Jokes and humor helped many people to fight everyday despair.


Signs of Change


The Election of 1932 (22-4)


Hoover’s Limited Strategy


Hoover convinced business leaders to help maintain public confidence in the economy.

  • To protect domestic industries, Congress passed the Hawley-Smoot tariff, the highest import tax in history.  European countries also raised their tariffs, and international trade suffered a slowdown.

  • Hoover set up the Reconstruction Finance Corporation (RFC), which gave government credit to banks, industries, railroads, and insurance companies.  The theory was that prosperity at the top would help the economy as a whole.  Many Americans saw it as helping bankers and big businessmen, while ordinary people went hungry.

  • Hoover did not support federal public assistance because he believed it would destroy people’s self-respect and create a large bureaucracy.

  • Finally, public opinion soured for Hoover when he called the United States Army to disband a protest of 20,000 unemployed World War I veterans called the Bonus Army.

A “New Deal” for America


  • FDR promised a New Deal for the American people.

  • He was ready to experiment with government roles in an effort to end the Depression.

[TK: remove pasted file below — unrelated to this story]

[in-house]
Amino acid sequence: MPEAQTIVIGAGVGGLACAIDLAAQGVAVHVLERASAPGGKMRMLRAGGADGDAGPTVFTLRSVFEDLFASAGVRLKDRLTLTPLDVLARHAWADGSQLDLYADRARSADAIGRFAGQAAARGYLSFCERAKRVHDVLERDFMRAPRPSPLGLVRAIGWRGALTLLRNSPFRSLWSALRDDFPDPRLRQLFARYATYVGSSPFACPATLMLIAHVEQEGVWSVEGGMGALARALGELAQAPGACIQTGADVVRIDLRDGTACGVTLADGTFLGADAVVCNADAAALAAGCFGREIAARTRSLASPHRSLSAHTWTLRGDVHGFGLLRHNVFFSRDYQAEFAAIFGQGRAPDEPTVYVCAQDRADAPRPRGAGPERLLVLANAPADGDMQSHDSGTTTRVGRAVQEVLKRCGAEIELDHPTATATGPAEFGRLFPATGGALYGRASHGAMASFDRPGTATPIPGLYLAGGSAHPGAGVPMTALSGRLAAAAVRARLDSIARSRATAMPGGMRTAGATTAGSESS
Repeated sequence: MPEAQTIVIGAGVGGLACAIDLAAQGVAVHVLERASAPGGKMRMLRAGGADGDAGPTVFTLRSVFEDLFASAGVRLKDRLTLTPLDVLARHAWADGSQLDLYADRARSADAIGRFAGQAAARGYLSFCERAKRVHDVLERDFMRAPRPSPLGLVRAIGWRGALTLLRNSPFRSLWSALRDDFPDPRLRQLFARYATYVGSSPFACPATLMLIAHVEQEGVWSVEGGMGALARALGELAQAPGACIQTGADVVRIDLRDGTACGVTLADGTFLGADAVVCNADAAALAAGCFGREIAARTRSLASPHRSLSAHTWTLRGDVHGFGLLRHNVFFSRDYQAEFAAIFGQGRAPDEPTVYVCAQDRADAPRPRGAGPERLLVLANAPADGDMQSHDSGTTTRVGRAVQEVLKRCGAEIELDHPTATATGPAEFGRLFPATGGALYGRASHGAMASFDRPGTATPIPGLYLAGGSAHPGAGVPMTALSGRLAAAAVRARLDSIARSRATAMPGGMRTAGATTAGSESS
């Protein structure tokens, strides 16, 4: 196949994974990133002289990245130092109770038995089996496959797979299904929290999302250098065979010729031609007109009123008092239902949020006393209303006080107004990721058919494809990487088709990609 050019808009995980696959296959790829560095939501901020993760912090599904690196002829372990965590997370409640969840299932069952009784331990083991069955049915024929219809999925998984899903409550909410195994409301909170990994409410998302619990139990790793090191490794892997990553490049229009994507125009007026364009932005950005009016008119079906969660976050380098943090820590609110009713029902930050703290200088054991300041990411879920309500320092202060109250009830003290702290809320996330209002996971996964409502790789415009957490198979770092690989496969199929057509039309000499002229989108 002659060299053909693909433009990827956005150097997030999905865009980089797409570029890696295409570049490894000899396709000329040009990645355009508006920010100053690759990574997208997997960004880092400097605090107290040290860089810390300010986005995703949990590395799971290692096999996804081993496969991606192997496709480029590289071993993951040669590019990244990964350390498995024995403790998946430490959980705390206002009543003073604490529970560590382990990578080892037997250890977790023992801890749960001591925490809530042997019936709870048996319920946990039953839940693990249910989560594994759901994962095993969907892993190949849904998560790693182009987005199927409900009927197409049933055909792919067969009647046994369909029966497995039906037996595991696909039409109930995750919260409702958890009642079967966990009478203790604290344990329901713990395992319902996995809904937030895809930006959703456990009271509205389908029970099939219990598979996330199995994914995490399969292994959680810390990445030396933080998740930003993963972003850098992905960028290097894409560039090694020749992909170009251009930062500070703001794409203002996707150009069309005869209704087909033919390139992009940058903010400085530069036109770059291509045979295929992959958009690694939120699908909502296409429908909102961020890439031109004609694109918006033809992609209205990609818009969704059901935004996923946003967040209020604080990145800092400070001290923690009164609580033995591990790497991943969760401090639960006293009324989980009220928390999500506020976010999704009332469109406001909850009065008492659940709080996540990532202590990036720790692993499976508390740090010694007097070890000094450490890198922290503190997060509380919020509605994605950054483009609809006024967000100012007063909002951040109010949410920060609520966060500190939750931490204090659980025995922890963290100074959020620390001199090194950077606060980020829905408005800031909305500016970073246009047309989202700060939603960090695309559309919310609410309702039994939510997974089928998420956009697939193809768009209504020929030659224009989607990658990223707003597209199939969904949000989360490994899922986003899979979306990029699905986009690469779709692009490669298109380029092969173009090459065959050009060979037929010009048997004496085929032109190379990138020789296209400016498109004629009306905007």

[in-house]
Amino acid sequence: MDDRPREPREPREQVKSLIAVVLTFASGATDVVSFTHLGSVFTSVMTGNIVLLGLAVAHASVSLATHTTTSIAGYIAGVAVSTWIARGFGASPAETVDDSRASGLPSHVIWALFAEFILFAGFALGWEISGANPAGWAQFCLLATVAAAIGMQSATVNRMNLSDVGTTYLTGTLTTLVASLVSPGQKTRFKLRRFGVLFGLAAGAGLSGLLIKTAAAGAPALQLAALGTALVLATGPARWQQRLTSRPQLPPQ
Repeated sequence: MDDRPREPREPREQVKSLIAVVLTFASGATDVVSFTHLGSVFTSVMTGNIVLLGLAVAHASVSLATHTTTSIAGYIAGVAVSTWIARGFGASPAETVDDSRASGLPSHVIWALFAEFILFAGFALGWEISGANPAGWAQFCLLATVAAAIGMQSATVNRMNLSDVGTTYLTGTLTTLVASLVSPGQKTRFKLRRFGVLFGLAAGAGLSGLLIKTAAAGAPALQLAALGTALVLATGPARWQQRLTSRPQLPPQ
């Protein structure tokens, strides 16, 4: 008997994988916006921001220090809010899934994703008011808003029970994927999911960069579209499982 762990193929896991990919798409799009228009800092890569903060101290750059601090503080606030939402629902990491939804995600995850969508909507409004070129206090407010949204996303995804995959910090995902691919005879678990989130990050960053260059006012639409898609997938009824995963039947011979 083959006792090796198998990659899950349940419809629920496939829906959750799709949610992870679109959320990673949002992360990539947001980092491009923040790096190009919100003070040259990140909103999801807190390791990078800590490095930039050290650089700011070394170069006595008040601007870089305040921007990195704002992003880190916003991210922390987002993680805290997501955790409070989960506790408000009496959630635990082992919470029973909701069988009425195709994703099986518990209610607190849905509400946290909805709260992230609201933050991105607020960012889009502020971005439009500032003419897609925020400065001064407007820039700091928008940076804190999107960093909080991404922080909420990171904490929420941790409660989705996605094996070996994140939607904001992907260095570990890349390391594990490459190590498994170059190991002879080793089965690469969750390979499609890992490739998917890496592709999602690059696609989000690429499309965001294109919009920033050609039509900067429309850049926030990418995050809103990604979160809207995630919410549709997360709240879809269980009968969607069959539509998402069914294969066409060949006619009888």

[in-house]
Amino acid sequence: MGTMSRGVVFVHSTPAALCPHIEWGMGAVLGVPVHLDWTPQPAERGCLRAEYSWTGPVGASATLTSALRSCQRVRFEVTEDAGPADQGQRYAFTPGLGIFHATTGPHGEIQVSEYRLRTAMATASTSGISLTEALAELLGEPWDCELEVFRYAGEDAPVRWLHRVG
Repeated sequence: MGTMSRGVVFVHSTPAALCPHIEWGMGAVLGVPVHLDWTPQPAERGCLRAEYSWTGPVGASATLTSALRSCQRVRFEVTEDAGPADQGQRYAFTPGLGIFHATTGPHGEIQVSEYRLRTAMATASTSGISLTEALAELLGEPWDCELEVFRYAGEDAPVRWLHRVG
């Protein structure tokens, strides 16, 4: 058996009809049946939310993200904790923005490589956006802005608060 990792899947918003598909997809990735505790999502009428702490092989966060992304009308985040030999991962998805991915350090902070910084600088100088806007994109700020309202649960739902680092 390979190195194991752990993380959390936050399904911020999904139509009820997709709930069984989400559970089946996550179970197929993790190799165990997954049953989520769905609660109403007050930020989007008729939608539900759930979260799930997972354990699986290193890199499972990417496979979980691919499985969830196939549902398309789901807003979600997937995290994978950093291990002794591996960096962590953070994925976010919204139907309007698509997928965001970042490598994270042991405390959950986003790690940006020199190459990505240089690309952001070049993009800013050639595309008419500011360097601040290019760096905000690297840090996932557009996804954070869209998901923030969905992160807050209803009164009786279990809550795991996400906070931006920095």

• As governor of New York, Roosevelt had set up an unemployment commission and a relief agency.

  • FDR’s wife, Eleanor, was an experienced social reformer.  She worked for public housing legislation, state government reform, birth control, and better conditions for working women.

  • When the Roosevelts campaigned for the presidency, they brought their ideas for political action with them.

The Election of 1932

Herbert Hoover

  • Believed that federal government should not try to fix people’s problems.

  • Argued that federal aid and government policies to help the poor would alter the foundation of our national life.

  • He argued for voluntary aid to help the poor and argued against giving the national government more power.

  • Hoover gave very few campaign speeches and was jeered by crowds.

Franklin Roosevelt

  • Believed that government had a responsibility to help people in need.

  • Called for a reappraisal of values and more controls on big business.

  • Helped many Americans reassess the importance of “making it on their own” without any help.

  • Much of his support came from urban workers, coal miners, and immigrants in need of federal relief.